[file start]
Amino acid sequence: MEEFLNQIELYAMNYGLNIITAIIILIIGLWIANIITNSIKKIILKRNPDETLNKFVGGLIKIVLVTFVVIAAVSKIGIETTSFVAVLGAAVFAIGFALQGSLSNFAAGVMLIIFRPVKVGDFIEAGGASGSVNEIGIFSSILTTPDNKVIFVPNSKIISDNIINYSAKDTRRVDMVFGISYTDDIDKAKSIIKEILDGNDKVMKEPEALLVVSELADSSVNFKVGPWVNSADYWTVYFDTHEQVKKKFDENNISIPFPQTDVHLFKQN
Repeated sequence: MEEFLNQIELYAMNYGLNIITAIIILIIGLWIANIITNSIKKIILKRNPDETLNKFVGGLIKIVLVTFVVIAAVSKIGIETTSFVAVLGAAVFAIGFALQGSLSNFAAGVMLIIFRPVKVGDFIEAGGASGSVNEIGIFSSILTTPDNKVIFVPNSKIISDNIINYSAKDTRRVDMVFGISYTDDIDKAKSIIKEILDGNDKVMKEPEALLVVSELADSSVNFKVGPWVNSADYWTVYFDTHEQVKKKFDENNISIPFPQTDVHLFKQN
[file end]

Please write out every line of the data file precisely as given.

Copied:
Amino acid sequence: MEEFLNQIELYAMNYGLNIITAIIILIIGLWIANIITNSIKKIILKRNPDETLNKFVGGLIKIVLVTFVVIAAVSKIGIETTSFVAVLGAAVFAIGFALQGSLSNFAAGVMLIIFRPVKVGDFIEAGGASGSVNEIGIFSSILTTPDNKVIFVPNSKIISDNIINYSAKDTRRVDMVFGISYTDDIDKAKSIIKEILDGNDKVMKEPEALLVVSELADSSVNFKVGPWVNSADYWTVYFDTHEQVKKKFDENNISIPFPQTDVHLFKQN
Repeated sequence: MEEFLNQIELYAMNYGLNIITAIIILIIGLWIANIITNSIKKIILKRNPDETLNKFVGGLIKIVLVTFVVIAAVSKIGIETTSFVAVLGAAVFAIGFALQGSLSNFAAGVMLIIFRPVKVGDFIEAGGASGSVNEIGIFSSILTTPDNKVIFVPNSKIISDNIINYSAKDTRRVDMVFGISYTDDIDKAKSIIKEILDGNDKVMKEPEALLVVSELADSSVNFKVGPWVNSADYWTVYFDTHEQVKKKFDENNISIPFPQTDVHLFKQN